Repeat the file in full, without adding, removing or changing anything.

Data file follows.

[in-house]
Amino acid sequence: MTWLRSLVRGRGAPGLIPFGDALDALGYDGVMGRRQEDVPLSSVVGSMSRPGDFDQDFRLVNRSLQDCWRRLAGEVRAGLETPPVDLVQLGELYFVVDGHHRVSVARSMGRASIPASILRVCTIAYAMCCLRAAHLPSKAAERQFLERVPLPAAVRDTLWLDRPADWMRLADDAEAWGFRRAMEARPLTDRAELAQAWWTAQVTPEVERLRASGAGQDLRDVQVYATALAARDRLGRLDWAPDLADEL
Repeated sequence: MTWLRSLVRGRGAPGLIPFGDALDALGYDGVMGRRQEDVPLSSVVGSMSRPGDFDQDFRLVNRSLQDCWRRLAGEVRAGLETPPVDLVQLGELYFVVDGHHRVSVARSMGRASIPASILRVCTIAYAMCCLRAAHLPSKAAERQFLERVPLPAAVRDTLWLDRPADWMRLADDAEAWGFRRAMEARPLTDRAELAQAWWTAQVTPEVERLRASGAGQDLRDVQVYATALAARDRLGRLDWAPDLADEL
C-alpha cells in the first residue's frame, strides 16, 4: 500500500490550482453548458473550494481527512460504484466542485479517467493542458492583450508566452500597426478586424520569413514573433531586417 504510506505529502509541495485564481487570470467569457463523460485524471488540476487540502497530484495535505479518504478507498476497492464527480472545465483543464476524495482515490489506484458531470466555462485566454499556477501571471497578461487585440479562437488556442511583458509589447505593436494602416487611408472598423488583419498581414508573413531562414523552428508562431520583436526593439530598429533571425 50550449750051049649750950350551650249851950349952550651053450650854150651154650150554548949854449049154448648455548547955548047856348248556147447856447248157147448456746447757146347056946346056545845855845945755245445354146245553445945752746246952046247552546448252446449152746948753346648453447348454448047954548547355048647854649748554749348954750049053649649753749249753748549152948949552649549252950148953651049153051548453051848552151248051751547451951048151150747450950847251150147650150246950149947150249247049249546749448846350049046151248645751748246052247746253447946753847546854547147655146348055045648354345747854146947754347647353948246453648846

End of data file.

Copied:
[in-house]
Amino acid sequence: MTWLRSLVRGRGAPGLIPFGDALDALGYDGVMGRRQEDVPLSSVVGSMSRPGDFDQDFRLVNRSLQDCWRRLAGEVRAGLETPPVDLVQLGELYFVVDGHHRVSVARSMGRASIPASILRVCTIAYAMCCLRAAHLPSKAAERQFLERVPLPAAVRDTLWLDRPADWMRLADDAEAWGFRRAMEARPLTDRAELAQAWWTAQVTPEVERLRASGAGQDLRDVQVYATALAARDRLGRLDWAPDLADEL
Repeated sequence: MTWLRSLVRGRGAPGLIPFGDALDALGYDGVMGRRQEDVPLSSVVGSMSRPGDFDQDFRLVNRSLQDCWRRLAGEVRAGLETPPVDLVQLGELYFVVDGHHRVSVARSMGRASIPASILRVCTIAYAMCCLRAAHLPSKAAERQFLERVPLPAAVRDTLWLDRPADWMRLADDAEAWGFRRAMEARPLTDRAELAQAWWTAQVTPEVERLRASGAGQDLRDVQVYATALAARDRLGRLDWAPDLADEL
C-alpha cells in the first residue's frame, strides 16, 4: 500500500490550482453548458473550494481527512460504484466542485479517467493542458492583450508566452500597426478586424520569413514573433531586417 504510506505529502509541495485564481487570470467569457463523460485524471488540476487540502497530484495535505479518504478507498476497492464527480472545465483543464476524495482515490489506484458531470466555462485566454499556477501571471497578461487585440479562437488556442511583458509589447505593436494602416487611408472598423488583419498581414508573413531562414523552428508562431520583436526593439530598429533571425 50550449750051049649750950350551650249851950349952550651053450650854150651154650150554548949854449049154448648455548547955548047856348248556147447856447248157147448456746447757146347056946346056545845855845945755245445354146245553445945752746246952046247552546448252446449152746948753346648453447348454448047954548547355048647854649748554749348954750049053649649753749249753748549152948949552649549252950148953651049153051548453051848552151248051751547451951048151150747450950847251150147650150246950149947150249247049249546749448846350049046151248645751748246052247746253447946753847546854547147655146348055045648354345747854146947754347647353948246453648846